To prevail on a claim under § 1983, a plaintiff must establish (1) the defendant acted under color of law and (2) the action resulted in the deprivation of a constitutional right or federal statutory right. 2002). "The purpose of § 1983 is to deter state actors from using the badge of their authority to deprive individuals of their federally guaranteed rights." 1135, 1139-40 (9th Cir. 2000). "The traditional definition of acting under color 5 - OPINION AND ORDER McDade v. West, 223 F.3d Jones v. Williams, 297 F.3d 930, 934 (9th Cir.
of state law requires that the defendant in a § 1983 action have exercised power 'possessed by virtue of state law and made possible only because the wrongdoer is clothed with the authority of state law.'" West v. Atkins, 487 U.S. 42, 48 (1988)(quoting United States v. Classic, 313 U.S. 299, 326 (1941)); see also Griffin v. Maryland, 378 U.S. 130, 135 (1964). "It is firmly established that a defendant in a § 1983 suit acts under color of state law when he abuses the position given to him by the State. Thus, generally, a public employee acts under color of state law while acting in his official capacity or while exercising his responsibilities pursuant to state law." West, 487 U.S. at 49-50 (citations omitted). The acts, therefore, must be performed while the officer is acting, purporting, or pretending to act in the performance of his or her official duties. See Van Ort v. Estate of Stanewich, 92 F.3d 831, 838 (9th Cir. 1996); see also Monroe v. Pape, 365 U.S. 167, 171 (1961), overruled on other grounds by Monell, 436 U.S. at 658 ("There can be no doubt . . . that Congress has the power to enforce provisions of the Fourteenth Amendment against those who carry a badge of authority of a State and represent it in some capacity, whether they act in accordance with their authority or misuse it."). Id. Here Plaintiff does not allege either Intel Corporation or Steve Jobs acted or purported to act in the performance of some official state duty or that either Defendant is a "state actor" within the meaning of § 1983. The Court, therefore,
concludes Plaintiff has not stated a claim under § 1983. Accordingly, the Court dismisses Plaintiff's claims against Defendants for violation of § 1983.
6 - OPINION AND ORDER
Plaintiff's §§ 1985 and 1986 claims. Although Plaintiff does not specify the subsection of
§ 1985 under which he intends to bring a claim, it appears from the text of his Complaint that he intends to bring a claim against Defendants for conspiracy under § 1985(3), which prohibits conspiracies to deprive "any person or class of persons of the equal protection of the laws." A claim under § 1985(3) must be premised on racial or class-based animus that demonstrates an invidious discriminatory motivation. RK Ventures, Inc. v. City of Seattle, 307 F.3d 1045, In addition, the rights protected under Accordingly, a
1056 (9th Cir. 2002).
§ 1986 are those that are safeguarded by § 1985.
violation of § 1986 depends upon a predicate violation of § 1985. Sanchez v. City of Santa Ana, 936 F.2d 1027, 1040 (9th Cir. 1990) (citing Mollnow v. Carlton, 716 F.2d 627, 632 (9th Cir. 1983)). See also Loehr v. Ventura County Cmty. Coll. Dist., 743 F.2d 1310, 1320 (9th Cir. 1984)(same). Plaintiff does not allege any racial or class-based animus. The Court, therefore, concludes Plaintiff has not stated
a claim for violation of either § 1985 or, by extension, § 1986. Accordingly, the Court dismisses Plaintiff's claims against Defendants for violation of §§ 1985 and 1986. III. Plaintiff's state-law claims. Plaintiff alleges claims against Defendants for violation of 7 - OPINION AND ORDER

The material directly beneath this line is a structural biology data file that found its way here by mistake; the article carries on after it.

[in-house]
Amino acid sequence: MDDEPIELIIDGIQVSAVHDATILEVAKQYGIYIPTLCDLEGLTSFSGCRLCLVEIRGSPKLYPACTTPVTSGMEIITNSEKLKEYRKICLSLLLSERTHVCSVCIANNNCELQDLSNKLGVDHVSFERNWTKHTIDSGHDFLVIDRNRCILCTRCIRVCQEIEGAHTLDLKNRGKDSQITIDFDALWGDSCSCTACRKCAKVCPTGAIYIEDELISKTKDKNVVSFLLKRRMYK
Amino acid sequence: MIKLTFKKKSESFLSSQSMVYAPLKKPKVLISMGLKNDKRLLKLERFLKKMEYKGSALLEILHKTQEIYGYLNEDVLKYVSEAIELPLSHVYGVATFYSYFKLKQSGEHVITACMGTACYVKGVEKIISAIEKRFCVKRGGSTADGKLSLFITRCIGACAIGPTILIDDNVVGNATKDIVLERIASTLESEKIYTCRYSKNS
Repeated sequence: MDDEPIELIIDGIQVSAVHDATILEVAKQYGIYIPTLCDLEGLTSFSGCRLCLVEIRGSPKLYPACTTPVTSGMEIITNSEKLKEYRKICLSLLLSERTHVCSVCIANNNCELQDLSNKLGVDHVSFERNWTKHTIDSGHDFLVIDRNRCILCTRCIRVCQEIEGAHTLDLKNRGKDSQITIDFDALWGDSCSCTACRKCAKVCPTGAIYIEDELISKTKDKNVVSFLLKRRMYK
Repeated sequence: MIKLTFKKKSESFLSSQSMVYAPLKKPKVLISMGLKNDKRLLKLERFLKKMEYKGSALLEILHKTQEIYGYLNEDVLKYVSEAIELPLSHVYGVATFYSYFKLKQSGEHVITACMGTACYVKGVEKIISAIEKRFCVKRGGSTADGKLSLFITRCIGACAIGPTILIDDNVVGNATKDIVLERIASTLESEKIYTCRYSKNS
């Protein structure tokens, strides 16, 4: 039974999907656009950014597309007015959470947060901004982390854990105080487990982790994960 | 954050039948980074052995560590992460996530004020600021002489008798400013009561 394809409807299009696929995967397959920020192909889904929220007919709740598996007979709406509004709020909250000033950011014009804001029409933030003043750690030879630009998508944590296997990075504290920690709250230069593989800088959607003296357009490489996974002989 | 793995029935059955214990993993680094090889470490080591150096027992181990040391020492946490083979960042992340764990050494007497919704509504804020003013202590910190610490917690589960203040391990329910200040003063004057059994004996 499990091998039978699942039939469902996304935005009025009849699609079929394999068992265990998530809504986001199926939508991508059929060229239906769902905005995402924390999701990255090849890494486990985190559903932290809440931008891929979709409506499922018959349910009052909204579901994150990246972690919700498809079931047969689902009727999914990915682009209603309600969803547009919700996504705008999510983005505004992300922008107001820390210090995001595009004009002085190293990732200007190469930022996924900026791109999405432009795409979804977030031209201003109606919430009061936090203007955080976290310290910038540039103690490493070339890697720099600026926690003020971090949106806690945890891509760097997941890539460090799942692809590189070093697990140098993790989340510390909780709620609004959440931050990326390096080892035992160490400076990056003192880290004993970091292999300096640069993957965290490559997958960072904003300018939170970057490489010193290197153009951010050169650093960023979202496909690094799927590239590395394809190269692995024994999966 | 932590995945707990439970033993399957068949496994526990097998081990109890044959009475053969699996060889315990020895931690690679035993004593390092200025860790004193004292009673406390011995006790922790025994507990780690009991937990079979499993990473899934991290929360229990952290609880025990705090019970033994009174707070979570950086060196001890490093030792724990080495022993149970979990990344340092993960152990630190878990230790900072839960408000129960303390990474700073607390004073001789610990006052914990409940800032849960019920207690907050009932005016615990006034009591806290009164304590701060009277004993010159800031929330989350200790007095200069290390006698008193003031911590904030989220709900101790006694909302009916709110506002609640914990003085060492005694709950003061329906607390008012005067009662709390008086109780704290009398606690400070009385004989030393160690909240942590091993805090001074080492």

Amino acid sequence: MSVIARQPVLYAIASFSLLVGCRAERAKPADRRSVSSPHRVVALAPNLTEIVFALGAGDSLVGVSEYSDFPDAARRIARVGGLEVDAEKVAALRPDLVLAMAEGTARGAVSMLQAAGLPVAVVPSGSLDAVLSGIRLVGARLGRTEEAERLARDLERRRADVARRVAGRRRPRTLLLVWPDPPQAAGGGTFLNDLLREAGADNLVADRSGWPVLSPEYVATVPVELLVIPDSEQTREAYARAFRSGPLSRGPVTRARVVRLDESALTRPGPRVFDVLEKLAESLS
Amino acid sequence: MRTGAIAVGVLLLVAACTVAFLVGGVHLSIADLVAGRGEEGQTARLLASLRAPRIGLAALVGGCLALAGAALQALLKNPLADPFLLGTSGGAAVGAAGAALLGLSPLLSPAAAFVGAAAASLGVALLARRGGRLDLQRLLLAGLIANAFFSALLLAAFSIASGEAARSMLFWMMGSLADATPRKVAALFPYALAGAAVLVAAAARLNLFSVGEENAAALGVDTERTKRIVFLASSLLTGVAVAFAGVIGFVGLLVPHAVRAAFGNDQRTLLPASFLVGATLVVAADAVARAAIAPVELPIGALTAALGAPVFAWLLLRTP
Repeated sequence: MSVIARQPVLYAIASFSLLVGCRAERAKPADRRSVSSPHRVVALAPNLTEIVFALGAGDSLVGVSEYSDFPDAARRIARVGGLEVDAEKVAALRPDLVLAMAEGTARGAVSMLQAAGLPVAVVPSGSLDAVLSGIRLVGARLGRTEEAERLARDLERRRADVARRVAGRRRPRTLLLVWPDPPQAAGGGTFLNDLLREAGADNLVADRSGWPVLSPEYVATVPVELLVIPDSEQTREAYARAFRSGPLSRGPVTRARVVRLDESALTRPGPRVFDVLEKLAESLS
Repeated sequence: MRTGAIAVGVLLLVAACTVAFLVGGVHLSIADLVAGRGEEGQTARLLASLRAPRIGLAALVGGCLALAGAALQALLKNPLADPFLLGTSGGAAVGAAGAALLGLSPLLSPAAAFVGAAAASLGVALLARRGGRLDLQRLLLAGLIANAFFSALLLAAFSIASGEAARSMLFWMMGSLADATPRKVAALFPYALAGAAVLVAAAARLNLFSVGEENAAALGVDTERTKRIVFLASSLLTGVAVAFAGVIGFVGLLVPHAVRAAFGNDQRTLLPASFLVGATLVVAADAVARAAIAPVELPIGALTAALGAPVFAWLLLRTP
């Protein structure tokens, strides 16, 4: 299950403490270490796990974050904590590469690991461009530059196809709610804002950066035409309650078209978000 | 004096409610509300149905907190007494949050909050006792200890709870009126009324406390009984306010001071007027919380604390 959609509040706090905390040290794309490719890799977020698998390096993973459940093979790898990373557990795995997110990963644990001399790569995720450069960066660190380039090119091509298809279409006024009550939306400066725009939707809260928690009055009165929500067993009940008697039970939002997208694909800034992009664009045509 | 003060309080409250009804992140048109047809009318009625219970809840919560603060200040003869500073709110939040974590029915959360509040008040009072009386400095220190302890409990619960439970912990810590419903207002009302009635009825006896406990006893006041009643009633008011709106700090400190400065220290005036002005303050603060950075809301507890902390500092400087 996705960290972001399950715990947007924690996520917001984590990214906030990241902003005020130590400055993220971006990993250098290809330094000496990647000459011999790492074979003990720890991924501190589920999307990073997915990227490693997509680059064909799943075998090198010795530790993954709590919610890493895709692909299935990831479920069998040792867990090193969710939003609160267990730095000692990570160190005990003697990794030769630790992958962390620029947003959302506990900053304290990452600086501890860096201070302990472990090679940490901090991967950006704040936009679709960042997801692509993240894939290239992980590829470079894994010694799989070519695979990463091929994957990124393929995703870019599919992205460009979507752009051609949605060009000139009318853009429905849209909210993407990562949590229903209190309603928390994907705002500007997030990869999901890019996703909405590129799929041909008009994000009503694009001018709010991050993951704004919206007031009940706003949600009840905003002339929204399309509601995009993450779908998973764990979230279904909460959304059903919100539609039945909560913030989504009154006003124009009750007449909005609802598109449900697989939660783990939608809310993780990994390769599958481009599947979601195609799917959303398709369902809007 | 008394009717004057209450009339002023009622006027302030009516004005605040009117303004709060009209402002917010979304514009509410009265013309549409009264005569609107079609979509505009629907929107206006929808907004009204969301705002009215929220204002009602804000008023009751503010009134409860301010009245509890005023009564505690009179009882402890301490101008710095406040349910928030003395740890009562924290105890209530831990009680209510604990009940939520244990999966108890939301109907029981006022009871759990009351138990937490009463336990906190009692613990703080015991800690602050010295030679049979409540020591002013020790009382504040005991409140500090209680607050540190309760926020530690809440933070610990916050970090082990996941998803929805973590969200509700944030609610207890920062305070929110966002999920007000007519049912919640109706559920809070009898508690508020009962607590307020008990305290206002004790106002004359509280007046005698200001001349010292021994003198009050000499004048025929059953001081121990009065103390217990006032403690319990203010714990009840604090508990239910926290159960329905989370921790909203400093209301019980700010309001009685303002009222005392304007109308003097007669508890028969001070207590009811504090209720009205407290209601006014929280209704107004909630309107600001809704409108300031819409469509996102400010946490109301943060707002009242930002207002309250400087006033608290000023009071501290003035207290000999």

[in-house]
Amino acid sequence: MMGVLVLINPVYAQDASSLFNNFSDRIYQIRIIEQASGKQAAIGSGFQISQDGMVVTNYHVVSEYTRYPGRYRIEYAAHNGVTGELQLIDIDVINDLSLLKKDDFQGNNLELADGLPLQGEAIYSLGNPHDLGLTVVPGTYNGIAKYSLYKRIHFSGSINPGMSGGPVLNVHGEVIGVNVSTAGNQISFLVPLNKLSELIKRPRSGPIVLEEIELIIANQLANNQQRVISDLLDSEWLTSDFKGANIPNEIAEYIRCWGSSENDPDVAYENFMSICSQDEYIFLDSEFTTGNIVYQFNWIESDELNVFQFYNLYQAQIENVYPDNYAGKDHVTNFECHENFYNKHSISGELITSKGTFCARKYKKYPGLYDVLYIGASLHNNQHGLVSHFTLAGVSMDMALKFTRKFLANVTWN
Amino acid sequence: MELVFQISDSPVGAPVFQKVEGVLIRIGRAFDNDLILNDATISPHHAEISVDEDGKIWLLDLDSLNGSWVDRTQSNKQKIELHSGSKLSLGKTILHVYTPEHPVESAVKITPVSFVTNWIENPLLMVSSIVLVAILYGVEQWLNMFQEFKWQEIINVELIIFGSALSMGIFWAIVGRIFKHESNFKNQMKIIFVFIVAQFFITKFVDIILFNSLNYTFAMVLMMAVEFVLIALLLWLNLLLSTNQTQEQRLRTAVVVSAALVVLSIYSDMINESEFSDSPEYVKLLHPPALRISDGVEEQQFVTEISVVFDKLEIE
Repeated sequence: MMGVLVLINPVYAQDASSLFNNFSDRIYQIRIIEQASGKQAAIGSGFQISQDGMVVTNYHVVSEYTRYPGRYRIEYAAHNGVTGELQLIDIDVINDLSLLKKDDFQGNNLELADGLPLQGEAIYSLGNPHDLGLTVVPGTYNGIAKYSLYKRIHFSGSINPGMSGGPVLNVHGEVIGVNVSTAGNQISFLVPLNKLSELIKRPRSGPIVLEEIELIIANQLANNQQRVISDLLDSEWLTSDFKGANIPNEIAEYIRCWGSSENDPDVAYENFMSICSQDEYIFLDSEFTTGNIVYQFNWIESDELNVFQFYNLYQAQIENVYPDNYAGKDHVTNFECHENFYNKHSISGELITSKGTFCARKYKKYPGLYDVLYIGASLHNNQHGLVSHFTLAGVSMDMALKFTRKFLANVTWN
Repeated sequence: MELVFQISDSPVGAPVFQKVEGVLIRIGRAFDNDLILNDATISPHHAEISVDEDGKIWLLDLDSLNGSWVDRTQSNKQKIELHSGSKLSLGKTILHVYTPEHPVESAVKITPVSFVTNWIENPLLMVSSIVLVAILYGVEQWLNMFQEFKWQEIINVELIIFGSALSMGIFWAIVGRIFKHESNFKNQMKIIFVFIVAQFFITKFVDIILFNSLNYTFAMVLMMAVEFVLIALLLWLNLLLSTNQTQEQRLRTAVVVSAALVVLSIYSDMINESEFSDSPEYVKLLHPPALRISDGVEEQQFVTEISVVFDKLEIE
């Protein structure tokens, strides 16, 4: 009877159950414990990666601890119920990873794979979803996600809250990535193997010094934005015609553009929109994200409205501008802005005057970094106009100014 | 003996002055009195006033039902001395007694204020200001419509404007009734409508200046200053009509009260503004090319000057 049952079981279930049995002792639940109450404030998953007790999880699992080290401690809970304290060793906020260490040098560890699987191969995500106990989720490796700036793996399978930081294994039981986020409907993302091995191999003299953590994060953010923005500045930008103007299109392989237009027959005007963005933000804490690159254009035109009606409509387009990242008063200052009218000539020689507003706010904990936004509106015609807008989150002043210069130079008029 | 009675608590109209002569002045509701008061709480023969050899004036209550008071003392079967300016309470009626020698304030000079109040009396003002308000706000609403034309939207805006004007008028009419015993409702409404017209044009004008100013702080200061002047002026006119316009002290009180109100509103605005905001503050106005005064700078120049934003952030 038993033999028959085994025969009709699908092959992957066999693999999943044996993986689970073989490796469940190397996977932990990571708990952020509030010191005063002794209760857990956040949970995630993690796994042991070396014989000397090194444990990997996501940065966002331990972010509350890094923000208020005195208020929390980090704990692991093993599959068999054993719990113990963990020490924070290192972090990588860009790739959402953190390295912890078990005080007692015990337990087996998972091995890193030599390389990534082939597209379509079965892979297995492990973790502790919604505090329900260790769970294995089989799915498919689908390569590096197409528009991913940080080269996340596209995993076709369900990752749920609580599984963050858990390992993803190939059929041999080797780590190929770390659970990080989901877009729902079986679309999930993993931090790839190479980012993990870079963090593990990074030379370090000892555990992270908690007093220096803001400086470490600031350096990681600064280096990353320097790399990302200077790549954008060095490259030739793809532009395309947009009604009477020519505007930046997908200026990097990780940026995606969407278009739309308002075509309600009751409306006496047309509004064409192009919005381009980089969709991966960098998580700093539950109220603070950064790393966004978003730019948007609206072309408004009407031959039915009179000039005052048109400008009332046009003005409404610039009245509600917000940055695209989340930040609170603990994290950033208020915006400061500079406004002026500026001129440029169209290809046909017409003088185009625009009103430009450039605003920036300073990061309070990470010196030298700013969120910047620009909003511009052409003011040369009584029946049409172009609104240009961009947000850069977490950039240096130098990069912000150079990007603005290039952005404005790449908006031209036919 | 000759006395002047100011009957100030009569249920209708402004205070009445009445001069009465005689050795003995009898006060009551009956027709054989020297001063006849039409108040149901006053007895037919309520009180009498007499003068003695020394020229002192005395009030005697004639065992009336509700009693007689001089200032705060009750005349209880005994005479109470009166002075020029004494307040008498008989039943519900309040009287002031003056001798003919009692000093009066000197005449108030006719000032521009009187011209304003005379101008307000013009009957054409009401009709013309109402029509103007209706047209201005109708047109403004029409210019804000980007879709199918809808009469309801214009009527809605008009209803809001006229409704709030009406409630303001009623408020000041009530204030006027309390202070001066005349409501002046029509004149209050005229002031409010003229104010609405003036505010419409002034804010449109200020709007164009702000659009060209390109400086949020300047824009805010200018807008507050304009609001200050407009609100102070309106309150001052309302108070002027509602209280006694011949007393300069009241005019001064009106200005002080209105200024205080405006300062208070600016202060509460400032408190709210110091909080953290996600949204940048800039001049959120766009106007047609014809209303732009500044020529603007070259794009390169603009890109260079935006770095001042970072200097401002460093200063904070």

Oregon's Unfair Trade Practices Act and Trade Secrets Act. 28 U.S.C. § 1367(a) provides a district court with original jurisdiction over any civil action "shall have supplemental jurisdiction over all other claims that are so related to claims in the action within such original jurisdiction that they form part of the same case or controversy." Nonetheless, 28 U.S.C.
§ 1367(c)(3) provides the district court has discretion to decline to exercise supplemental jurisdiction over state-law claims if the district court has dismissed all claims over which it had original jurisdiction. District courts may decline to exercise jurisdiction over supplemental state-law claims in the interest of judicial economy, convenience, fairness, and comity. Mendoza v. Zirkle
Fruit Co., 301 F.3d 1163, 1174 (9th Cir. 2002)(citing City of Chicago v. Int'l Coll. of Surgeons, 522 U.S. 156, 172-73 (1997)). "'[I]n the usual case in which all federal-law claims are eliminated before trial, the balance of factors . . . will point toward declining to exercise jurisdiction over the remaining state-law claims.'" Satey v. JPMorgan Chase & Co., 521 F.3d
1087, 1091 (9th Cir. 2008)(quoting Carnegie-Mellon Univ. v. Cohill, 484 U.S. 343, 350 n.7 (1988)). The Court has dismissed all of Plaintiff's claims over which the Court has original jurisdiction. This case is at an early
stage in the proceedings, and Plaintiff's Complaint has not yet 8 - OPINION AND ORDER
been served on Defendants.
The Court, therefore, concludes the
balance of factors in this matter presently favors declining to exercise supplemental jurisdiction over Plaintiff's remaining state-law claims. Accordingly, the Court dismisses Plaintiff's claims against Defendants for violation of Oregon's Unfair Trade Practices Act and Trade Secrets Act.
CONCLUSION For these reasons, the Court GRANTS Plaintiff's Application to Proceed In Forma Pauperis (#1) and DISMISSES Plaintiff's Complaint without prejudice. Plaintiff may file an amended complaint to cure the deficiencies noted above no later than February 12, 2009. Court advises Plaintiff that failure to file an amended complaint by February 12, 2009, shall result in the dismissal of this proceeding with prejudice. IT IS SO ORDERED. DATED this 12th day of January, 2009. The
/s/ Anna J. Brown ___________________________ ANNA J. BROWN United States District Judge
9 - OPINION AND ORDER